The Meseta is farm country and resembles the great expanses of Iowa, Nebraska, and Kansas. Wheat and other grains grow endlessly.
The roads go in straight lines for incredibly long distances. It numbs the mind and can be rather boring.
It can also lead to wonderful mental wandering because you don't have to think about what's next. "What's next" is the same steps you've been taking for hours and hours. From the repetition, you are free to meditate and think freely. Even the crosses every few kilometers seemed like good ways to keep your wandering mind and tired feet attuned to the pilgrimage.
Repetitive work that has been done in monasteries and convents for centuries is like this. Liturgy often does the same thing in its rituals. The Taizé services I'm involved with at All Saints Pasadena do the same with the repetitive chanting.
You repeat. Repeat. Repeat. And in doing so you enter a meditative state, where your mind can wander freely along those long straight roads.
What a joy it was to do this today. I at first dreaded it, recalling how numbing it was last time. But today, knowing what was to happen, knowing the ritual steps, I felt my mind exploring more easily.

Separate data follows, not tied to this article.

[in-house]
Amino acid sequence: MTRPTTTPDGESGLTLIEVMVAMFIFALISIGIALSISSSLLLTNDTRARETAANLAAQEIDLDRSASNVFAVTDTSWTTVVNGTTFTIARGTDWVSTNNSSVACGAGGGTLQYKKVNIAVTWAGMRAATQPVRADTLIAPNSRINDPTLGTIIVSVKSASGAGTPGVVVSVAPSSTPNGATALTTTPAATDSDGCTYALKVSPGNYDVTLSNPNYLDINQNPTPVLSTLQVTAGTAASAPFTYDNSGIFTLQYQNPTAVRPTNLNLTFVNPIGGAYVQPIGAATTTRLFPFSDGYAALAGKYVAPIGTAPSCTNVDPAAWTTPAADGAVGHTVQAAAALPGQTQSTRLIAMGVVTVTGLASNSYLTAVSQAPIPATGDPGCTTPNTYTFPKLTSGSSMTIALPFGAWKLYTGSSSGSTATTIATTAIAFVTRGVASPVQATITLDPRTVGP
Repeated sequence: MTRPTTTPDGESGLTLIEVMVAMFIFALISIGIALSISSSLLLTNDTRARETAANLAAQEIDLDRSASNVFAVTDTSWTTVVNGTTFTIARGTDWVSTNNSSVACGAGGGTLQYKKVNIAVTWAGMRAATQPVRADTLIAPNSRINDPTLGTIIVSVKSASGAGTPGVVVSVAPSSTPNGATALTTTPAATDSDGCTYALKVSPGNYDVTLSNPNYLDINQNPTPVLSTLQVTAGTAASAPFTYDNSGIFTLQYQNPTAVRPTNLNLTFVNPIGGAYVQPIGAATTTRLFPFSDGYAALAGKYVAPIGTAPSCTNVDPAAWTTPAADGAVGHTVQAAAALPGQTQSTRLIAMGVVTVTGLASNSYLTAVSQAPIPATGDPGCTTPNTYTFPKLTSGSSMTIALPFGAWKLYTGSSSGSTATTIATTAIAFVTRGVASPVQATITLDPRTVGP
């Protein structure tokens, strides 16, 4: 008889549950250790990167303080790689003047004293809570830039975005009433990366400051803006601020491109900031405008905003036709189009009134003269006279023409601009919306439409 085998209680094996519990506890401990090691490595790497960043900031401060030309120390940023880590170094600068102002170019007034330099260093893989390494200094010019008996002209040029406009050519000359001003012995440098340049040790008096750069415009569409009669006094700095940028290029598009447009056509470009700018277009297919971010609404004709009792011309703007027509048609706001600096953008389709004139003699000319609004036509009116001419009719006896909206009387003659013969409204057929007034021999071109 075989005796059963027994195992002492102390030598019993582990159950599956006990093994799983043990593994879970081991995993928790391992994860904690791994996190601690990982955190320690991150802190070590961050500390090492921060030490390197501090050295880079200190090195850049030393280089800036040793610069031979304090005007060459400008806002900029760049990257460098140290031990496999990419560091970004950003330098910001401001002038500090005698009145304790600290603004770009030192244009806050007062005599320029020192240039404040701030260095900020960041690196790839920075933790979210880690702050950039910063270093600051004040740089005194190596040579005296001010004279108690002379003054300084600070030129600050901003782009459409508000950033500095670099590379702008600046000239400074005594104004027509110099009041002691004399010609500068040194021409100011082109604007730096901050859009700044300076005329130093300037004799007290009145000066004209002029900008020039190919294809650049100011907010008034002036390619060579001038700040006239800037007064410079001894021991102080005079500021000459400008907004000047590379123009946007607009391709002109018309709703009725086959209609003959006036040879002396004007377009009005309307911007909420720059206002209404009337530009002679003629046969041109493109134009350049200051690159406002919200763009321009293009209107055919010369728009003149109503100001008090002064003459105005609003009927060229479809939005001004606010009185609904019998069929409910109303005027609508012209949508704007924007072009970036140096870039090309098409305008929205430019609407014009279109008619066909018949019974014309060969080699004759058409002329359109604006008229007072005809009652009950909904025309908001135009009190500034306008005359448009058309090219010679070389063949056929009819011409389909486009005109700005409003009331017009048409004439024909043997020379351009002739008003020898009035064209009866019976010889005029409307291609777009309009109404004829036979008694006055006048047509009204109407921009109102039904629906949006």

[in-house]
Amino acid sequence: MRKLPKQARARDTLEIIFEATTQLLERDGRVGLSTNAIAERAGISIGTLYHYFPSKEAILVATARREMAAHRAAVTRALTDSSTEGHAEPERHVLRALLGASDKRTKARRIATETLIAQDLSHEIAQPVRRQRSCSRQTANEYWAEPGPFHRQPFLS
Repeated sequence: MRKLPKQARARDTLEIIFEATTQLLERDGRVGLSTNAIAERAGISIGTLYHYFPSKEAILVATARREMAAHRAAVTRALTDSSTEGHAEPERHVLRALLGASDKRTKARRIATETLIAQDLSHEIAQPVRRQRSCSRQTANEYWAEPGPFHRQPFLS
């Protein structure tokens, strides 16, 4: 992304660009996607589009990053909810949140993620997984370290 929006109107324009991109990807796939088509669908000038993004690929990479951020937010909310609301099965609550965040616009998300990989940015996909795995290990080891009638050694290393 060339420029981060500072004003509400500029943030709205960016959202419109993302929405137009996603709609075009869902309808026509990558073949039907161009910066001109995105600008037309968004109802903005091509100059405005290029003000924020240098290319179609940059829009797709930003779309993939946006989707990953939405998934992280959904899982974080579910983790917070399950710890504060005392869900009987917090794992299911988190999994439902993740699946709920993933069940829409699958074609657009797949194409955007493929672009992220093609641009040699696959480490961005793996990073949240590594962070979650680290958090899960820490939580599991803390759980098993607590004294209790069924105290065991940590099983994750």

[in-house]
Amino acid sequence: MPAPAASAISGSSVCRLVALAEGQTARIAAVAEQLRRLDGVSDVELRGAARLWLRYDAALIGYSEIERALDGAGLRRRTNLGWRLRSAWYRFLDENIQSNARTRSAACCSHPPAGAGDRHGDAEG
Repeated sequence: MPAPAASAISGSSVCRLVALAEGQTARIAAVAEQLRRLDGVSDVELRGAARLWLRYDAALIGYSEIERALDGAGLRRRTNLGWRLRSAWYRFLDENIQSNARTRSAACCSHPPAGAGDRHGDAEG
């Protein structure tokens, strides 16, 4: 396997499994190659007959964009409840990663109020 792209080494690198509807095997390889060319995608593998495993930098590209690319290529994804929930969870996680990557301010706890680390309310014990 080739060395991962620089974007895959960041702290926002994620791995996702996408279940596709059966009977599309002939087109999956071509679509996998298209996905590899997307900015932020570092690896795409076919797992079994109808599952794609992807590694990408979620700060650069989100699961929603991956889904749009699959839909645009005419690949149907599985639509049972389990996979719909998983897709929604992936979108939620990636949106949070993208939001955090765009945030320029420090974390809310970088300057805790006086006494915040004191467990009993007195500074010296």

I met a Japanese man a few years younger than me pushing his mother in a wheel chair from Burgos to León. He clearly chose a start and end to their pilgrimage that would be flattest and most feasible. It made me think about what we are willing to do to share our pilgrimage with others. Or, to help others make their own pilgrimages. The love was clear here and I was moved greatly.
I chatted some with Lin from British Columbia. She's traveling with Alix and Alice also from Canada but I hadn't seen them since Alix forgot her medication in Pamplona. The last 90 minutes flew by as we marched into Mansilla de las Mulas.
But for the most part, it was a meditative day. It made prayer so easy.
Tomorrow, Stephen arrives and by the time he gets off the train at León, I will have walked into the train station. It'll be a month since I've seen him, the longest we've been apart since we began dating. (There will be no blog post tomorrow night as I will not be spending time thinking or writing but just being there for him and vice versa.) And now that we are married, a vocation that we fully live out, the distance has seemed exhausting.
But I'll be able to help him and heal his lonesome heart as he will heal my homesick heart. Healing isn't something done by professionals only. I know this will be the case tomorrow.
Healing will be through love.
And if healing can be through love in this instance, healing can be through love in others instances, with other people. It might not be a physical healing. My blisters and his pinched neck muscle won't disappear by our reunion. But it will be a healing of the soul that can then allow for the physical repairs to be done.
May your heart wander along those long roads until it too is freed to explore, to love, to heal.
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